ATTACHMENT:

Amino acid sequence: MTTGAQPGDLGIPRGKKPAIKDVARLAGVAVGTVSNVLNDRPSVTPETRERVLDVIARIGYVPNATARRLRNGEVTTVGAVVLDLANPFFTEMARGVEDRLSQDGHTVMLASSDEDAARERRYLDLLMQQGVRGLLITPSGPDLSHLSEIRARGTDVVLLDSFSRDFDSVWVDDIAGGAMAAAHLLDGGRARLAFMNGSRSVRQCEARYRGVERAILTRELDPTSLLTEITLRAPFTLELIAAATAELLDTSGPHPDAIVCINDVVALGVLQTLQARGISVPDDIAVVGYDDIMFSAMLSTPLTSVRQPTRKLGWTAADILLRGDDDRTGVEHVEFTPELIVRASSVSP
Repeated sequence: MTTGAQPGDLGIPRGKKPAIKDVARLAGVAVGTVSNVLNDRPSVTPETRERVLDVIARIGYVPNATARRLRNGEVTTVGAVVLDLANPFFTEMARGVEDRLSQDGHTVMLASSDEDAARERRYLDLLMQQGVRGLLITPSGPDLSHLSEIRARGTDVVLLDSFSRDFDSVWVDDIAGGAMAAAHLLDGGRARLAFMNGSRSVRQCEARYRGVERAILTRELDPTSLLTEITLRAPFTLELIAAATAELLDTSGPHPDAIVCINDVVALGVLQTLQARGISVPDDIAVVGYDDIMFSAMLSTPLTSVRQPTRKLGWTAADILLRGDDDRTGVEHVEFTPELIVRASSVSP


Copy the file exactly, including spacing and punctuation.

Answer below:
Amino acid sequence: MTTGAQPGDLGIPRGKKPAIKDVARLAGVAVGTVSNVLNDRPSVTPETRERVLDVIARIGYVPNATARRLRNGEVTTVGAVVLDLANPFFTEMARGVEDRLSQDGHTVMLASSDEDAARERRYLDLLMQQGVRGLLITPSGPDLSHLSEIRARGTDVVLLDSFSRDFDSVWVDDIAGGAMAAAHLLDGGRARLAFMNGSRSVRQCEARYRGVERAILTRELDPTSLLTEITLRAPFTLELIAAATAELLDTSGPHPDAIVCINDVVALGVLQTLQARGISVPDDIAVVGYDDIMFSAMLSTPLTSVRQPTRKLGWTAADILLRGDDDRTGVEHVEFTPELIVRASSVSP
Repeated sequence: MTTGAQPGDLGIPRGKKPAIKDVARLAGVAVGTVSNVLNDRPSVTPETRERVLDVIARIGYVPNATARRLRNGEVTTVGAVVLDLANPFFTEMARGVEDRLSQDGHTVMLASSDEDAARERRYLDLLMQQGVRGLLITPSGPDLSHLSEIRARGTDVVLLDSFSRDFDSVWVDDIAGGAMAAAHLLDGGRARLAFMNGSRSVRQCEARYRGVERAILTRELDPTSLLTEITLRAPFTLELIAAATAELLDTSGPHPDAIVCINDVVALGVLQTLQARGISVPDDIAVVGYDDIMFSAMLSTPLTSVRQPTRKLGWTAADILLRGDDDRTGVEHVEFTPELIVRASSVSP